Got the tools and they know how to use em’

Scientific Diving involves an extensive toolbox, some that might be familiar to the technical, commercial, or recreational diver, and some that are completely unique to science underwater.  One of the biggest challenges scientific divers run into is task loading.  The scientific diver is operating life support equipment while monitoring time, depth, and decompression status as they complete the scientific tasks underwater.  This can involve everything from running transect tape, laying line, working in quadrats, operating video and photo equipment, collecting, sampling, and recording all of this information accurately!

Proper education is a must and includes a minimum of 100 hrs of advanced training in areas such as physics, physiology, decompression, nitrox diving, navigation, site survey, collection, diver rescue techniques, CPR, 1st Aid, AED use, O2 Administration and more.  After scientific diver authorization the training doesn’t stop – underwater researchers are always learning new techniques and increasing their efficiency underwater with the proper tools for the job.  The following are  a few of the tools we are using on the 2011 Philippine Biodiversity Expedition:

Bob Van Syoc takes a clipping

EMT Shears double as a required cutting device and a collection tool used for taking small clips of corals without remove more than what’s needed.  “Whirl-pak” bags are used for storing specimens individually in salt water until they are preserved for future study, all the collections are then stored in a mesh collecting bag with a rigid opening and clipped to the diver with a double ended bolt snap.

Divers Notebook, Pockets, Backup lights, SMB, and Lift Bag

Underwater notebooks are a great addition to a research divers toolkit, enabling date recording and communication without the limited space of a slate which must be erased after each use. Auxiliary pockets can be useful storing smaller items that the diver might not want to clip to one of the d-rings on the backplate/wing/harness configuration. Surface Marker Buoys (aka Safety Sausages) are a must for ocean diving, they can not only be a life saver if caught in a current or diving with heavy boat traffic, but can also be used for live-boating to identify the divers location. LED lights are useful during night dives and during the day to make up for lost light associated with depth – very helpful when searching for the next new species!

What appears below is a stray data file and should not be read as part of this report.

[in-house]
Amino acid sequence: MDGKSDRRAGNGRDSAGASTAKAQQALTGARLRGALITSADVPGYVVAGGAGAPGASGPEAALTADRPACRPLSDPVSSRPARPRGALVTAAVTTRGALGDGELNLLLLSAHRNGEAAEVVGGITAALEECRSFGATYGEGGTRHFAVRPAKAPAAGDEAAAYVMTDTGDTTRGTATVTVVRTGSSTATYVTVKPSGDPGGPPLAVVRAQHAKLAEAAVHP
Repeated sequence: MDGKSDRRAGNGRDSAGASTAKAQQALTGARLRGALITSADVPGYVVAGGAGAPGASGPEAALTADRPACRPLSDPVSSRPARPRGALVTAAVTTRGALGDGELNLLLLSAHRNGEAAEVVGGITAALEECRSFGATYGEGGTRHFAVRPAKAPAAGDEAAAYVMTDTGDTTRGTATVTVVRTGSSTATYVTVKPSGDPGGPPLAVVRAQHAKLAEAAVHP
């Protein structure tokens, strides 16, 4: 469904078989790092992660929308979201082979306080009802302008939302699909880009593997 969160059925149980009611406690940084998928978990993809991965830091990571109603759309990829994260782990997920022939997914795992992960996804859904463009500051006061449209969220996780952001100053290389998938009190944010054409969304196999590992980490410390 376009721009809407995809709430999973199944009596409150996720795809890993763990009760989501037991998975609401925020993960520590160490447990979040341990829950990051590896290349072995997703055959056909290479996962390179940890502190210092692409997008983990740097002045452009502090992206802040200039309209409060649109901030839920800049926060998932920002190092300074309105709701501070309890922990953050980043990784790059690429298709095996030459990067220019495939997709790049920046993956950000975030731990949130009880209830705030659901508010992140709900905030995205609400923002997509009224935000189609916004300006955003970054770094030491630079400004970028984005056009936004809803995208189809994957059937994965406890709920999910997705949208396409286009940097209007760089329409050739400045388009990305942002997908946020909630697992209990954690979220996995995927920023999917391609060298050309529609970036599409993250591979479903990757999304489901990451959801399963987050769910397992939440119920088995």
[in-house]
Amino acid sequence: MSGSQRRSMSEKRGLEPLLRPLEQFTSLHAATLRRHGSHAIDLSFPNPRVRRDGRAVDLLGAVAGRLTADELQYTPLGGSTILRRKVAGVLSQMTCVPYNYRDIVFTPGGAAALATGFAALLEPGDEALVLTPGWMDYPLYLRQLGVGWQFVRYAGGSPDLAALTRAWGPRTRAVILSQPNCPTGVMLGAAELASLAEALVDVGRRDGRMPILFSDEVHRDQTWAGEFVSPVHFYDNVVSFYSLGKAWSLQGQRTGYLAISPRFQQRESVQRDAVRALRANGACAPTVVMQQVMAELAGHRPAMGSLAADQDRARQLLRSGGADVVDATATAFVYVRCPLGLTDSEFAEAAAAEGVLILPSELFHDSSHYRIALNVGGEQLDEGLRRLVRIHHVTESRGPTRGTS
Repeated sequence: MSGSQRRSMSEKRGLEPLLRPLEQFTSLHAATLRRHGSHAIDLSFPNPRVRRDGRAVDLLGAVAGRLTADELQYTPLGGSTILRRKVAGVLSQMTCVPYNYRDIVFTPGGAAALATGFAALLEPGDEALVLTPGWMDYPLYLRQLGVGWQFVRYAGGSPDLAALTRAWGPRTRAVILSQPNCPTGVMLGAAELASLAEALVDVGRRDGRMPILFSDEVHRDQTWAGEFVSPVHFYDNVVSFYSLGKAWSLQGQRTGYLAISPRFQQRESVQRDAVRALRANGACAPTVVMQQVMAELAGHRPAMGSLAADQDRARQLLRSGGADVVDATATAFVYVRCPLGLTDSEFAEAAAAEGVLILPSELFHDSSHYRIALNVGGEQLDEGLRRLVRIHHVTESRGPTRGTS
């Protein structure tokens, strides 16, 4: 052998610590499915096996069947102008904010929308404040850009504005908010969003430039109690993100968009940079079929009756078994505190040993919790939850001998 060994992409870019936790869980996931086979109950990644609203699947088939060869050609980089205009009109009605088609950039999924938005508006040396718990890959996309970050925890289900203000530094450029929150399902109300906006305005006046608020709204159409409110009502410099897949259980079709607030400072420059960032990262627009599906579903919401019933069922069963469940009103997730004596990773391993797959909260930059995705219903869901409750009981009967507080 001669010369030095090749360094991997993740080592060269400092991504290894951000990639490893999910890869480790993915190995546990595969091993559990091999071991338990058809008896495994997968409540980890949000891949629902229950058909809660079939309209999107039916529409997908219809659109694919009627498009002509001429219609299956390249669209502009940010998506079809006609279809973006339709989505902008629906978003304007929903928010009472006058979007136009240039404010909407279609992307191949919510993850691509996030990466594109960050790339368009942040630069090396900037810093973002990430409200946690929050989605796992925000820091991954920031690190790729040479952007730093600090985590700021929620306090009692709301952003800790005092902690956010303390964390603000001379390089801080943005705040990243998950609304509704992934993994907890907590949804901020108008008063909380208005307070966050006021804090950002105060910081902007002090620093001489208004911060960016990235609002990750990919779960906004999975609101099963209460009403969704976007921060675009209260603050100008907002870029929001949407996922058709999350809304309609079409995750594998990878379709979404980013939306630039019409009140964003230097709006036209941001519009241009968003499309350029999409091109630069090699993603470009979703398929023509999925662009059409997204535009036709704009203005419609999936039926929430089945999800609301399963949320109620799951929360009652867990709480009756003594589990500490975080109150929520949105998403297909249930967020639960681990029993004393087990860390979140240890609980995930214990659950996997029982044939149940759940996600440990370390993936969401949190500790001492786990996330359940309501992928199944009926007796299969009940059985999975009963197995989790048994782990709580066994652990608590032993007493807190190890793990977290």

Piotrowski and Jessup bring live-rock to the surface using lift bags.

Lift bags are used carefully for bringing samples such as live-rock to the surface.

Jessup using canister light to look for barnacles

The hip-mounted canister light provides considerably more lumens than the standard dive light, and allows for hands free operation.  These lights from Hollis Gear are 16 watts and provide up to 5 hours of burn time with a lithium battery. Also worn in this shot is a Datamask by Oceanic – this mask was designed for military use and provides the diver with a heads up display showing depth, dive time, decompression status, and tank pressure (via transmitter) all in the bottom right corner of the mask.  This one is new for me. I have to say I was quite skeptical at first, but after testing the mask extensively I’ve found a new tool that definitely improves a scientific dive!

Placing the camera

Underwater photo and video equipment can play a key role for the scientific research diver allowing them to document the worksite, specific species, and can even be used as shown leaving a weighted tripod at the bottom of the water column to record animal behavior without divers disturbing the habitat. Underwater housing and cameras can range from a few hundred dollars to tens of thousands for production quality media. With recent improvements in dSLR technology a research diver can capture both high resolution photos as well as high definition video all with a single mid-range priced camera.

With 140 safe dives under our belt and 28 new species discovered, the first two weeks of 2011 Philippine Biodiversity Expedition have been very successful for the shallow water team. Stay tuned for more posts from the rest of the team!

Elliott Jessup
Diving Safety Officer
California Academy of Sciences

Filed under: Academy,Diving,Jessup,Philippines — ejessup @ 3:41 am

May 4, 2011

The Underwater Gardener

As the Collection Manager of invertebrates (except for insects and arachnids) at the Academy, I have at least a passing interest in most animals without backbones.  The variation in body forms and lifestyles among these animals never ceases to fascinate and often boggles the mind.